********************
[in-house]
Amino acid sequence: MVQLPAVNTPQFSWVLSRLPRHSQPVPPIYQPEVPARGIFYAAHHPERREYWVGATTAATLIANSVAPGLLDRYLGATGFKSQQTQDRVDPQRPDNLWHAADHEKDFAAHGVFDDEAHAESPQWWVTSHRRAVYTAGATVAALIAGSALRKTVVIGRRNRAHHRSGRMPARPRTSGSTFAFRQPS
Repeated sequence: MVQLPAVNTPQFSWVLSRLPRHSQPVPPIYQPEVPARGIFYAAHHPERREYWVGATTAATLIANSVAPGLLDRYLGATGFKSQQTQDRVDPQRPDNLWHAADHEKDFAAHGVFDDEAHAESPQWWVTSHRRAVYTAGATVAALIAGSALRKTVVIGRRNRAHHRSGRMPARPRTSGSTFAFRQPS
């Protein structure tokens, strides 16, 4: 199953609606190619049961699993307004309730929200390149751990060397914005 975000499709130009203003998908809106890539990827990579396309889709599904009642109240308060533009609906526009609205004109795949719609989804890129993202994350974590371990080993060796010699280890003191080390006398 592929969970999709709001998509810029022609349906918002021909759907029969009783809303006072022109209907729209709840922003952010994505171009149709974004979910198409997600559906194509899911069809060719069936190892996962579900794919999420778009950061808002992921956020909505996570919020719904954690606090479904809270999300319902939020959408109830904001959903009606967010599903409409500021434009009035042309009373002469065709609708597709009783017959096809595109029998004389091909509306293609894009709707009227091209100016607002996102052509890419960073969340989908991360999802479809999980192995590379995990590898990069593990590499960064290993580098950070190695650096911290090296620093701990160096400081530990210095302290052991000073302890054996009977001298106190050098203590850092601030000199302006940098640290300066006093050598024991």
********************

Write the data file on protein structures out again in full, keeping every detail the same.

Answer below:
[in-house]
Amino acid sequence: MVQLPAVNTPQFSWVLSRLPRHSQPVPPIYQPEVPARGIFYAAHHPERREYWVGATTAATLIANSVAPGLLDRYLGATGFKSQQTQDRVDPQRPDNLWHAADHEKDFAAHGVFDDEAHAESPQWWVTSHRRAVYTAGATVAALIAGSALRKTVVIGRRNRAHHRSGRMPARPRTSGSTFAFRQPS
Repeated sequence: MVQLPAVNTPQFSWVLSRLPRHSQPVPPIYQPEVPARGIFYAAHHPERREYWVGATTAATLIANSVAPGLLDRYLGATGFKSQQTQDRVDPQRPDNLWHAADHEKDFAAHGVFDDEAHAESPQWWVTSHRRAVYTAGATVAALIAGSALRKTVVIGRRNRAHHRSGRMPARPRTSGSTFAFRQPS
């Protein structure tokens, strides 16, 4: 199953609606190619049961699993307004309730929200390149751990060397914005 975000499709130009203003998908809106890539990827990579396309889709599904009642109240308060533009609906526009609205004109795949719609989804890129993202994350974590371990080993060796010699280890003191080390006398 592929969970999709709001998509810029022609349906918002021909759907029969009783809303006072022109209907729209709840922003952010994505171009149709974004979910198409997600559906194509899911069809060719069936190892996962579900794919999420778009950061808002992921956020909505996570919020719904954690606090479904809270999300319902939020959408109830904001959903009606967010599903409409500021434009009035042309009373002469065709609708597709009783017959096809595109029998004389091909509306293609894009709707009227091209100016607002996102052509890419960073969340989908991360999802479809999980192995590379995990590898990069593990590499960064290993580098950070190695650096911290090296620093701990160096400081530990210095302290052991000073302890054996009977001298106190050098203590850092601030000199302006940098640290300066006093050598024991």